Tuesday, May 08, 2007
Never Taking No for an Answer
|A good salesmen never stops at the first "no". Or the second, or the third. People, in general, are conditioned to say no to almost every buying experience. Unless you grew up in a household with a salesperson, you have probably heard at least a few stories about the slick looking, fast talking, back slapping salesman that ripped your parents off. The advice they gave you to avoid the same situation they ran into is to just say no to every sales person that approaches you for the rest of your life. Over time it becomes almost a Pavlov's dog type reaction. See as salesman, say no. |
The sales person who stops there stays broke and doesn't usually stay in sales that long. They key is to begin asking questions to find out why your customer said no. The first "no" is very rarely ever the real reason they are saying no. It's the blow off no. It's the programed "no" they are supposed to toss out there.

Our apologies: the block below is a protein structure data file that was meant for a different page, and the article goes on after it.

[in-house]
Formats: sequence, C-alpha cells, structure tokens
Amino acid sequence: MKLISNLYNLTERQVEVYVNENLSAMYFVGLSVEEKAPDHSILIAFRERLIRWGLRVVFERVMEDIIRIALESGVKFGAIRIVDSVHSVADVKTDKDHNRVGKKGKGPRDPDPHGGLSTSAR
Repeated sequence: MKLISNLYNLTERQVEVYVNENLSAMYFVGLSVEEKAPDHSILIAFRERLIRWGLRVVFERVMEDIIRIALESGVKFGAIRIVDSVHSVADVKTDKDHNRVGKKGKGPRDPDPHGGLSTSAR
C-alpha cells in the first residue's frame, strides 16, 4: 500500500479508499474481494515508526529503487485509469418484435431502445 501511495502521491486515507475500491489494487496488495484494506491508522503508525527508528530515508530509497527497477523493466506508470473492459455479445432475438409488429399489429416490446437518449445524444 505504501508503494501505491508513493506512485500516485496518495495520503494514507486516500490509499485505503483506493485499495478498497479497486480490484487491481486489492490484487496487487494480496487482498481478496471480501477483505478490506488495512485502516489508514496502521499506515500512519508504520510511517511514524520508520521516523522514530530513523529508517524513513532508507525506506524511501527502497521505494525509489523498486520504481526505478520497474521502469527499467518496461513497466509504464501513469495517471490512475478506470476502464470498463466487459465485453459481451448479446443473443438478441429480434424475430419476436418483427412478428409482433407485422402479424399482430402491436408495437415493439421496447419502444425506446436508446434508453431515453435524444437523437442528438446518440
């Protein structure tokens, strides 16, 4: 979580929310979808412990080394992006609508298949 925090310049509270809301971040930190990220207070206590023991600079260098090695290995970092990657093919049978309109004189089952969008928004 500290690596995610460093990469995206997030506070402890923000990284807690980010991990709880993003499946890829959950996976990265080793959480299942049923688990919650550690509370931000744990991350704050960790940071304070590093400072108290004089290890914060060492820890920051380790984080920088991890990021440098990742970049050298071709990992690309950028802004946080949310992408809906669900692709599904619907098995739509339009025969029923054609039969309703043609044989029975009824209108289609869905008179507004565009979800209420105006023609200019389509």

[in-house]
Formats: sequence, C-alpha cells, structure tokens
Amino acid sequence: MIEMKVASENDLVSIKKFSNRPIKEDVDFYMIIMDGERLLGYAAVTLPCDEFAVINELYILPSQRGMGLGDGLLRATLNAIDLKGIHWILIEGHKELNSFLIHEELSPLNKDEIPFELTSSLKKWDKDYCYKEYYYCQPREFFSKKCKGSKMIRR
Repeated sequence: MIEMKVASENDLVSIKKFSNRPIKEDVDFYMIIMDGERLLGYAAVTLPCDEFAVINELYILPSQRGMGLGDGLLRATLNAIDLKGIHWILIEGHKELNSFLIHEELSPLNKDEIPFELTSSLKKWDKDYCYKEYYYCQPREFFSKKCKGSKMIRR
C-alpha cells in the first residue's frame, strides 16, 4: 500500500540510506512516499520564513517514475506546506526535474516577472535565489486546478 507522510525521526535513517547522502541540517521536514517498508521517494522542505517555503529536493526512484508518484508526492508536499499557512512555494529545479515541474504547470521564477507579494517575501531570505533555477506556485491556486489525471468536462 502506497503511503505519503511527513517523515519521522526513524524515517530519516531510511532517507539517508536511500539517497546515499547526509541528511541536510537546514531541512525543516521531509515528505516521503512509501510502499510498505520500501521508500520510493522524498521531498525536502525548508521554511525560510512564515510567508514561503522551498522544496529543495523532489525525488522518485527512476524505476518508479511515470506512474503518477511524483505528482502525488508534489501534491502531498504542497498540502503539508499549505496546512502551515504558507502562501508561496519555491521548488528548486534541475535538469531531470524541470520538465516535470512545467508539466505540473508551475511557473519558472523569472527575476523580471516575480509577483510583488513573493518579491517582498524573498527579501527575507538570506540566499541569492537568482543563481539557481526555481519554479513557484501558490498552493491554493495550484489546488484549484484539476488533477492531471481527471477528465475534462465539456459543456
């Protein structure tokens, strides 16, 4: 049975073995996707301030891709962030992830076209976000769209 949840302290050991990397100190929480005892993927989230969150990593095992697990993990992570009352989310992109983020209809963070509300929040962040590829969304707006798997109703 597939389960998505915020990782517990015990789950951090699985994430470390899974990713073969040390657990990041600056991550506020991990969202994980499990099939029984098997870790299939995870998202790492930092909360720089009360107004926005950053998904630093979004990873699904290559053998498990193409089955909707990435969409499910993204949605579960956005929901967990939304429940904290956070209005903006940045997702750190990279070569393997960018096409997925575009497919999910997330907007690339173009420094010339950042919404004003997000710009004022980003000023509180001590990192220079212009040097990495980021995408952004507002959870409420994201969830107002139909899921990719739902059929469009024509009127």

I often hear this part of the selling process referred to as "peeling the onion". The process involves finding out why the customer says no every time he or she says no. Eventually you end up at the heart of the onion, or the real reason he or she is saying no. Only after you have worked your way past all the no's can you start to close.
There is one important note I would like to close with. The 80/20 rule should be in effect at all times. Eighty percent of your time should be spent with the twenty percent of the customers who make you money. Don't spend all day trying to close that one guy who says no every time. There are plenty more people out there who need your product or service.